From our base at Interlaken, we visited Jungfraujoch (or Jungfrau) – popularly known as the “Top of Europe”. A rugged, high-Alpine wonderland of snow, ice, glaciers and jagged rocks and peaks, it is located at 11,332 feet above sea level, and hosts the highest railway station in Europe.
The train journey from Interlaken to Jungfraujoch is done in three stages, using three different railways. The first leg from Interlaken to Lauterbrunnen is on the Yellow-Blue Bernese Oberland Railway. From Lauterbrunnen, the Yellow-Green Wengernalp Railway runs till Kleine Scheidegg. And finally, from Klien Scheidegg, the Red-Yellow Jungfraujoch Cog Railway runs right up to the top of Jungfraujoch. The last leg is particularly remarkable because seven out of nine km between Kleine Scheidegg and Jungfraujoch is through a tunnel, dug deep inside the mountain.
Our day trip began early in the morning from Interlaken Ost railway station (1,860 feet), from where we boarded the train to Lauterbrunnen (2,612 feet).
I have described the Lauterbrunnen valley at some length in another post. This narrow valley is situated in between tall, steep, perpendicular limestone cliffs, and because of its topography, it has numerous waterfalls that plummet vertically from soaring heights. Some of these waterfalls are so high that by the time the water reaches the valley floor, all that remains is a spray.
With sheer cliffs bearing gigantic rock faces on either sides, snow-capped mountain peaks at a distance, seventy two waterfalls plummeting vertically from dizzying heights, the Weisse Lutschine river flowing along the valley floor, and scattered little villages, hamlets and meadows, the Lauterbrunnen valley is probably one of the most beautiful places on earth. We changed our train here and ascended to Kleine Scheidegg (6,762 feet).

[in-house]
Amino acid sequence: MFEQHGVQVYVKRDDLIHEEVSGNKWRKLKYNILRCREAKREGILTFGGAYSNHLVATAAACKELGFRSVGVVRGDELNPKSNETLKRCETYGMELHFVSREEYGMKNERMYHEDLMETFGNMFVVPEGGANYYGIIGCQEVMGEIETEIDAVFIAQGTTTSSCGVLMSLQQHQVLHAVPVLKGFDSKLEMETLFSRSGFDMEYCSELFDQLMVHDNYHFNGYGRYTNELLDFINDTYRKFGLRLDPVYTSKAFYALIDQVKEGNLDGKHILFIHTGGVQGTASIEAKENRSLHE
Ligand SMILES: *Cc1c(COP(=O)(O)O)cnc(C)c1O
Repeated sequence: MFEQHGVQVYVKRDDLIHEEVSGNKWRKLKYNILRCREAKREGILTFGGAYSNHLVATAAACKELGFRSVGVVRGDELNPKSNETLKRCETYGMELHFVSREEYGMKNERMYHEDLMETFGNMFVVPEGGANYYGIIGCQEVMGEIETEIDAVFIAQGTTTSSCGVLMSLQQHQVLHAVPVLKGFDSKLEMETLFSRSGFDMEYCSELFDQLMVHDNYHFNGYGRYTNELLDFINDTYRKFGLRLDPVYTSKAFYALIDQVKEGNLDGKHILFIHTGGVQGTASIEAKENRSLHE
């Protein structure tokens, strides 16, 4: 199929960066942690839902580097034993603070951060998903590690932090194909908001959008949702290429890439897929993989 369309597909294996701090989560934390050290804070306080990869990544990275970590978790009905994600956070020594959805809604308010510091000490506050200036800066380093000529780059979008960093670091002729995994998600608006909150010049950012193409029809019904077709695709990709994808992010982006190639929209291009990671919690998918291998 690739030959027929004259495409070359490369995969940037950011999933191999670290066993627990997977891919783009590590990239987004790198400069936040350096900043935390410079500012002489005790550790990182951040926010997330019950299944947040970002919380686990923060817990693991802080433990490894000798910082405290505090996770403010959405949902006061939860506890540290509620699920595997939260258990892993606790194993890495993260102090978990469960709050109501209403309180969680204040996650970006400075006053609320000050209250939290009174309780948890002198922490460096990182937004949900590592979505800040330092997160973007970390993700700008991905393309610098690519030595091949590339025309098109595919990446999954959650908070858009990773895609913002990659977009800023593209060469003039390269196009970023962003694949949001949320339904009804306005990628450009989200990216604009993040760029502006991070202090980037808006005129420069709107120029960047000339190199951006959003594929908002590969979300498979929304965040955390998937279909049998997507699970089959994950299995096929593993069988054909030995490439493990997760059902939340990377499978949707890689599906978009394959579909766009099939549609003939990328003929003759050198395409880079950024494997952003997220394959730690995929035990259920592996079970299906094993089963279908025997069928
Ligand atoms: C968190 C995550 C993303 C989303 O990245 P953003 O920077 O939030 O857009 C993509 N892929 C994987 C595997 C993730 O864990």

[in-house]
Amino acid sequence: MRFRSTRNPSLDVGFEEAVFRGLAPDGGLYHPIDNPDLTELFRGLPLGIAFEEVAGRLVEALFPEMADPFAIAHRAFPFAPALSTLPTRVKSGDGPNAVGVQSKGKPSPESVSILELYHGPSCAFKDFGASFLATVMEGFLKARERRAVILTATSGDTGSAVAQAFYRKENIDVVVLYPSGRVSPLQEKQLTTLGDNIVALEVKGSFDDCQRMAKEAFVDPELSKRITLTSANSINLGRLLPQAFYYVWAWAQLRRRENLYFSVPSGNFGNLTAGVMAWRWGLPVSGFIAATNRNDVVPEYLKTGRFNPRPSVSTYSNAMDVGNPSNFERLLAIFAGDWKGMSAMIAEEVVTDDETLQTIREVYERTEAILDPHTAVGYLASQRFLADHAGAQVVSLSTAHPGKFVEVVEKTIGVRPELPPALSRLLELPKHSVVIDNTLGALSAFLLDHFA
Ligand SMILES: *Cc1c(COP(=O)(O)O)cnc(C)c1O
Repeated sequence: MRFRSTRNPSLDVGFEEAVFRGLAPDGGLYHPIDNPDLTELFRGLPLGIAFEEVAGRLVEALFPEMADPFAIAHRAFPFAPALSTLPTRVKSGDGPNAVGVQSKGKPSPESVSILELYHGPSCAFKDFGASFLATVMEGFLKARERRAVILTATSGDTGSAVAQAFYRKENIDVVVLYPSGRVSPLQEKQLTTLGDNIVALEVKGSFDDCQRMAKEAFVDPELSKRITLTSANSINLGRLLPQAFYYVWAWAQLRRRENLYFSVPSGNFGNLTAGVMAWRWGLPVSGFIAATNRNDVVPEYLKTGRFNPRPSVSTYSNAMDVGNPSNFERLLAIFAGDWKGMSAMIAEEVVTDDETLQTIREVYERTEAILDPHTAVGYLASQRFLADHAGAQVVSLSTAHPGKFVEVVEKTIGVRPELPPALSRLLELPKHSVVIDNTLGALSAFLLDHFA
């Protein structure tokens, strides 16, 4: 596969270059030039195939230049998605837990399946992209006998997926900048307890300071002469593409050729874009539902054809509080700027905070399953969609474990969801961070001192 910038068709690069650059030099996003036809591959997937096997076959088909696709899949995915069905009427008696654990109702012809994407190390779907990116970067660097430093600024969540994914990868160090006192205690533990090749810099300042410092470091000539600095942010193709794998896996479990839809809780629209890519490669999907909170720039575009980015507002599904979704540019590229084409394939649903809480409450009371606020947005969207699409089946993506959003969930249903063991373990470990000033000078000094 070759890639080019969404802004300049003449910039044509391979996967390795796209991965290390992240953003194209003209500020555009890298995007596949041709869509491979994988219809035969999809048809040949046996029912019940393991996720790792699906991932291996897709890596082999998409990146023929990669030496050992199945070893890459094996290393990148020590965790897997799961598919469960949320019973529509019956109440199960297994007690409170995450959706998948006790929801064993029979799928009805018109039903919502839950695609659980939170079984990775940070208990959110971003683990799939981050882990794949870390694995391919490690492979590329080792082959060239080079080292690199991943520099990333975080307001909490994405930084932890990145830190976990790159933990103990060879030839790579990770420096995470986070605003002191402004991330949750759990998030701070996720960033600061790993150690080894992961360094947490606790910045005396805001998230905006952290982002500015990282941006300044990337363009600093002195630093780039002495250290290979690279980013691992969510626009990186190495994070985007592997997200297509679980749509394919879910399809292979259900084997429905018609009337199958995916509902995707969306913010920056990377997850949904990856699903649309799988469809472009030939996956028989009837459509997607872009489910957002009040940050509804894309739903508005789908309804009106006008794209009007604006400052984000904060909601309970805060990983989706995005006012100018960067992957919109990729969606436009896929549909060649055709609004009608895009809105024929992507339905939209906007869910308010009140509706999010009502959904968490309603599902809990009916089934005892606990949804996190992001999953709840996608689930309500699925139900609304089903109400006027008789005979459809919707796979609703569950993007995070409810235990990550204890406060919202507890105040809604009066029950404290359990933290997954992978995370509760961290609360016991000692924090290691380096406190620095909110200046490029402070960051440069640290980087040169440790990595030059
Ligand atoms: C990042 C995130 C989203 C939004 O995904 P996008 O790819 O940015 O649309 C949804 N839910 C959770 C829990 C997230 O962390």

Kleine Scheidegg is a high mountain pass, between the towering Eiger and Lauberhorn peaks of the Bernese Oberland region of Switzerland. It is a popular skiing destination in winter and hiking destination in summer. Hiking trails connect Kline Scheidegg with Grindelwald, Wengen and Lauterbrunnen.
Here we had ten minutes to change our trains, and took this opportunity to take in the amazing Alpine views all around us.
What makes the mountain pass and the tiny railway station of Kleine Scheidegg uniquely spectacular is that it is located north of the point where Mount Eiger makes a sudden and striking angle. From this location, a series of towering peaks rise and stretch in the northeast direction. We got a spectacular view of the formidable north face of Eiger from this place. On the southern side of Mount Eiger are the summits of Mönch, Jungrasu, Gletscherhorn and Mittaghorn – the views are intimidatingly beautiful.
From Kliene Scheidegg, our cog wheel train took a steep ascend and entered into a seven km long tunnel (built between 1896 and 1912) cutting through Mount Eiger and Mönch. Our train stopped briefly twice – at Eigerwand (9.396 feet) and Eismeer (10,361 feet), before reaching Jungfraujoch.
Located inside the mountain, along the tunnel, tiny Eigerwand and Eismeer stations have viewing windows bored into the rocks, from where one can have an amazing view of the Alpine landscape. From the viewing window at Eigerwand, we could gaze straight down on the famous north face of the Eiger, and from the Eismeer window, we got a great view of the Grindelwald-Fiescher glacier – a vast expanse of snow and ice.
The journey through the tunnel took about 45 minutes and ascend was very steep – the incline being as high as 25 degrees at certain places. Between Kliene Scheidegg and Jungfraujoch, we climbed about 4,600 feet. This particular leg can feel quite claustrophobic, cramped, stuffy and uncomfortable because of the high altitude and heavy crowd of tourists. But the very thought of the technological marvel of this tunnel train and what you experience at the top, at Jungfraujoch, makes it every bit worthwhile.
Eventually, we reached the underground train station at Jungfraujoch summit, located is at the base of the futuristic looking observatory called the Sphinx. An elevator ascends from the subterranean train station, up the observatory hall.
The Sphinx observatory, built at an altitude of 11,715 feet, is a tall, slender and imposing, concrete-metal-glass structure, precariously perched on top of a steep, narrow, rocky cliff. It was built in 1937; 25 years after the train station opened. A metal-grate terrace is built around the observatory, providing 360 degree views of the high alpine landscape, including the 11,333 foot high Aletsc Glacier.